“Get your feet well on the carpet, Miss Drummond, before you falls off again,” said the servant.  “Now then, you’d better get dressed as fast as possible, miss ­you have lost five minutes already.”

Hester, who had laughed immoderately during this little scene, was already up and going through the processes of her toilet.  Miss Drummond, seated on the edge of her bed, regarded her with sleepy eyes.

“So you are my new room-mate?” she said.  “What’s your name?”

“Hester Thornton,” replied Hetty with dignity.

“Oh ­I’m Susy Drummond ­you may call me Susy if you like.”

Hester made no response to this gracious invitation.

Miss Drummond sat motionless, gazing down at her toes.

“Had not you better get dressed?” said Hester after a long pause, for she really feared the young lady would fall asleep where she was sitting.

Miss Drummond started.

“Dressed!  So I will, dear creature.  Have the sweet goodness to hand me my clothes.”

“Where are they?” asked Hester rather crossly, for she did not care to act as lady’s-maid.

“They are over there, on a chair, in that lovely heap with a shawl flung over them.  There, toss them this way ­I’ll get into them somehow.”

Miss Drummond did manage to get into her garments; but her whole appearance was so heavy and untidy when she was dressed, that Hester by the very force of contrast felt obliged to take extra pains with her own toilet.

“Now, that’s a comfort,” said Susan, “I’m in my clothes.  How bitter it is!  There’s one comfort, the chapel will be warm.  I often catch forty winks in chapel ­that is, if I’m lucky enough to get behind one of the tall girls, where Mrs. Willis won’t see me.  It does seem to me,” continued Susan in a meditative tone, “the strangest thing why girls are not allowed sleep enough.”

Hester was pinning a clean collar round her neck when Miss Drummond came up close, leaned over the dressing-table, and regarded her with languid curiosity.

“A penny for your thoughts, Miss Prunes and Prism.”

“Why do you call me that?” said Hester angrily.

“Because you look like it, sweet.  Now, don’t be cross, little pet ­no one ever yet was cross with sleepy Susy Drummond.  Now, tell me, love, what had you for breakfast yesterday?”

“I’m sure I forget,” said Hester.

“You forget? ­how extraordinary!  You’re sure that it was not buttered scones?  We have them sometimes, and I tell you they are enough even to keep a girl awake.  Well, at least you can let me know if the eggs were very stale, and the coffee very weak, and whether the butter was second-rate Dorset, or good and fresh.  Come now ­my breakfast is of immense importance to me, I assure you.”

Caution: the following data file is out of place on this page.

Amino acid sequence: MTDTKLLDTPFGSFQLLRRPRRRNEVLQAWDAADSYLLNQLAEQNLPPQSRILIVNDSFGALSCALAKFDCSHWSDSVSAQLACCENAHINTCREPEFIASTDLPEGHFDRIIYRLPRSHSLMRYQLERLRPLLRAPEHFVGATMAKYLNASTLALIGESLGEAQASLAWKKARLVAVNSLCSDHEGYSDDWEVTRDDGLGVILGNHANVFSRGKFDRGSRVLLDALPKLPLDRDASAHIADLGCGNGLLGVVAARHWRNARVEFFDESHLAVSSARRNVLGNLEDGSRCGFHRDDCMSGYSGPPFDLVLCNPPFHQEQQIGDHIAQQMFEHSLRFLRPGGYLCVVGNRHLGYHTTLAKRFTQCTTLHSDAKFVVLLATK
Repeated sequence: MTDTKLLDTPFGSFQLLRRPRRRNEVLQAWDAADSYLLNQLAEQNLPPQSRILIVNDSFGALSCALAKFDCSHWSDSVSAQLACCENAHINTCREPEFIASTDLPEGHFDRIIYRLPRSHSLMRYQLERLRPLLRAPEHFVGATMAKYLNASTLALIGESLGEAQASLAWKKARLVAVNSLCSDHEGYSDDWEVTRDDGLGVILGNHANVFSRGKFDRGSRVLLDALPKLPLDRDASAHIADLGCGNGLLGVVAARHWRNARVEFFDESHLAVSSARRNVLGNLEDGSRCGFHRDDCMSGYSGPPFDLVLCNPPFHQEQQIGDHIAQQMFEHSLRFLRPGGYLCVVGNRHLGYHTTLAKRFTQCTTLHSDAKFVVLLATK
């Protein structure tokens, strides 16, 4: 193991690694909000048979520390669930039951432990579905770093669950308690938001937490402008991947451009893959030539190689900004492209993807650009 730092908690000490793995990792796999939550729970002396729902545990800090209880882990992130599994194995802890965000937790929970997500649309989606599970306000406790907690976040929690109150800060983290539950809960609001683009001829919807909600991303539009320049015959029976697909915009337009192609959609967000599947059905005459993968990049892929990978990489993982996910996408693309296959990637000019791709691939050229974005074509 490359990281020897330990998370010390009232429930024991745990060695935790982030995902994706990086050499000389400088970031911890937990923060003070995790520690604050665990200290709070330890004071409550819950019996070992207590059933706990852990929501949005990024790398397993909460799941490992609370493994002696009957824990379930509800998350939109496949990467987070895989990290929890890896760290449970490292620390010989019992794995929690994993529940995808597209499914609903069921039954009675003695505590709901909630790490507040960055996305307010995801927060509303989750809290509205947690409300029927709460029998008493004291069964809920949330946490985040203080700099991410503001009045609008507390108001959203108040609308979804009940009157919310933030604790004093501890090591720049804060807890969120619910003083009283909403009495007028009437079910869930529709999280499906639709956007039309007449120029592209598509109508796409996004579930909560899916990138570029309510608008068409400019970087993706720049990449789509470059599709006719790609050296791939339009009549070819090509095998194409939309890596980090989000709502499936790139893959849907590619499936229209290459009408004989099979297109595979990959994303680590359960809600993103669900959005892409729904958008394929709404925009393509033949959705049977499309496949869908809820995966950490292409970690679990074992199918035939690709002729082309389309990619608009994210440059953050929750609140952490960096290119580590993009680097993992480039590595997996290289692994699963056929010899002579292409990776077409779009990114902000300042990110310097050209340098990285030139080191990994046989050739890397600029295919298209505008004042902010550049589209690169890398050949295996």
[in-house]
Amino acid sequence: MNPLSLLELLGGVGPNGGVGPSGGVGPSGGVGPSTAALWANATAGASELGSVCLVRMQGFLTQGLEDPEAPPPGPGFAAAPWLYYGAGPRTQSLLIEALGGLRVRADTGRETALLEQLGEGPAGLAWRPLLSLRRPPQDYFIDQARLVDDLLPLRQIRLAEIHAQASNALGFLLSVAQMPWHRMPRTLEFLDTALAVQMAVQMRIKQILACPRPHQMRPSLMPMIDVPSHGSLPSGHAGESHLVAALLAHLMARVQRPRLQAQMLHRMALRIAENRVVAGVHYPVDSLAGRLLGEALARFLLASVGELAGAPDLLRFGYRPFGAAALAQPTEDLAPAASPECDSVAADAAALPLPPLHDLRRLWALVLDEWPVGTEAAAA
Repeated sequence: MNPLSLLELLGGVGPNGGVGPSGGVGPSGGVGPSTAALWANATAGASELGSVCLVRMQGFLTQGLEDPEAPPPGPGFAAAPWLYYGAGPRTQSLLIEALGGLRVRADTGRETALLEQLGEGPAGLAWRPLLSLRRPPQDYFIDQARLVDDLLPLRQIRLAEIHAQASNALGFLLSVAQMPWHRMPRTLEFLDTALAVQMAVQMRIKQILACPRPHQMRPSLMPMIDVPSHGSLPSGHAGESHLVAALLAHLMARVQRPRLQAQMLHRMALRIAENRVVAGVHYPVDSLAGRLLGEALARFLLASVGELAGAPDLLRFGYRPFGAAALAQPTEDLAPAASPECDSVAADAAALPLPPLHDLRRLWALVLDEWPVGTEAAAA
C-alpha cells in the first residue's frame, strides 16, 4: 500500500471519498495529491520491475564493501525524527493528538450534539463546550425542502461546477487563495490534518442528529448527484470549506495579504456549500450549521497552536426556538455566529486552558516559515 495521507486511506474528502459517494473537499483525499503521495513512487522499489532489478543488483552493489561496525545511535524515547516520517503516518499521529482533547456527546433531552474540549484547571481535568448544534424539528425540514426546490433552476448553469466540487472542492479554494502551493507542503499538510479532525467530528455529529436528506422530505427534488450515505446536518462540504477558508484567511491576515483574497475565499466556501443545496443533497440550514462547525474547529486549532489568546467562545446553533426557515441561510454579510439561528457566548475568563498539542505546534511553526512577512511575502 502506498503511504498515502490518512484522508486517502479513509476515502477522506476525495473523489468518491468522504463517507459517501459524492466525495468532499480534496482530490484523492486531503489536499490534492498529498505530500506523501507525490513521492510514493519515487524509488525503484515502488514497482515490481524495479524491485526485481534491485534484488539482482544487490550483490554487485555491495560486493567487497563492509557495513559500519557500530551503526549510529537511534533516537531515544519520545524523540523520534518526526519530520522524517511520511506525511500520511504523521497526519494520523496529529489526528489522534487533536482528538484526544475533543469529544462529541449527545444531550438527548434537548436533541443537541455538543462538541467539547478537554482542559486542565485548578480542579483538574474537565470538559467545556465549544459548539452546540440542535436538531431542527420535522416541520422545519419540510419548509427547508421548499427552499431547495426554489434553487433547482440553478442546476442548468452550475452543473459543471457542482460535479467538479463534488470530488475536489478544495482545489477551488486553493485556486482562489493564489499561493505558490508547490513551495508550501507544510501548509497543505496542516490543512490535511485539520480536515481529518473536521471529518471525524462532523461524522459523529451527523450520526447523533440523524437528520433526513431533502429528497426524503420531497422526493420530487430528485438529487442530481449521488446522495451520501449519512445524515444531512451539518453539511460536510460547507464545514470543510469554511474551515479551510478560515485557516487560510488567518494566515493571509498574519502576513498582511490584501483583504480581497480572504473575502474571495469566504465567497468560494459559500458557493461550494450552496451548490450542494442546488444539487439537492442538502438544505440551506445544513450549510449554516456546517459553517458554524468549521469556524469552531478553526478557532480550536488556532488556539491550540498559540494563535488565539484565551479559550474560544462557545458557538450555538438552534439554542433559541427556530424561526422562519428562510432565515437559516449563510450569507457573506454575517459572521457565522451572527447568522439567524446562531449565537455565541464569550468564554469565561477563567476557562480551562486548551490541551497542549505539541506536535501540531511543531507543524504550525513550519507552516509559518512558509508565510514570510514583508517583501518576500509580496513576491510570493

“I dare say,” answered Hester.  “You can see for yourself this morning what is on the table ­I can only inform you that it was good enough for me, and that I don’t remember what it was.”

“Oh, dear!” exclaimed Susan Drummond, “I’m afraid she has a little temper of her own ­poor little room-mate.  I wonder if chocolate-creams would sweeten that little temper.”

“Please don’t talk ­I’m going to say my prayers,” said Hester.

She did kneel down, and made a slight effort to ask God to help her through the day’s work and the day’s play.  In consequence, she rose from her knees with a feeling of strength and sweetness which even the feeblest prayer when uttered in earnest can always give.

The prayer-gong now sounded, and all the girls assembled in the chapel.  Miss Drummond was greeted by many appreciative nods, and more than one pair of longing eyes gazed in the direction of her pockets, which stuck out in the most ungainly fashion.

Hester was relieved to find that her room-mate did not share her class in school, nor sit anywhere near her at table.

When the half-hour’s recreation after breakfast arrived, Hester, determined to be beholden to none of her schoolmates for companionship, seated herself comfortably in an easy chair with a new book.  Presently she was startled by a little stream of lollipops falling in a shower over her head, down her neck, and into her lap.  She started up with an expression of disgust.  Instantly Miss Drummond sank into the vacated chair.

“Thank you, love,” she said, in a cozy, purring voice.  “Eat your lollipops, and look at me; I’m going to sleep.  Please pull my toe when Danesbury comes in.  Oh, fie!  Prunes and Prisms ­not so cross ­eat your lollipops; they will sweeten the expression of that ­little ­face.”

The last words came out drowsily.  As she said “face,” Miss Drummond’s languid eyes were closed ­she was fast asleep.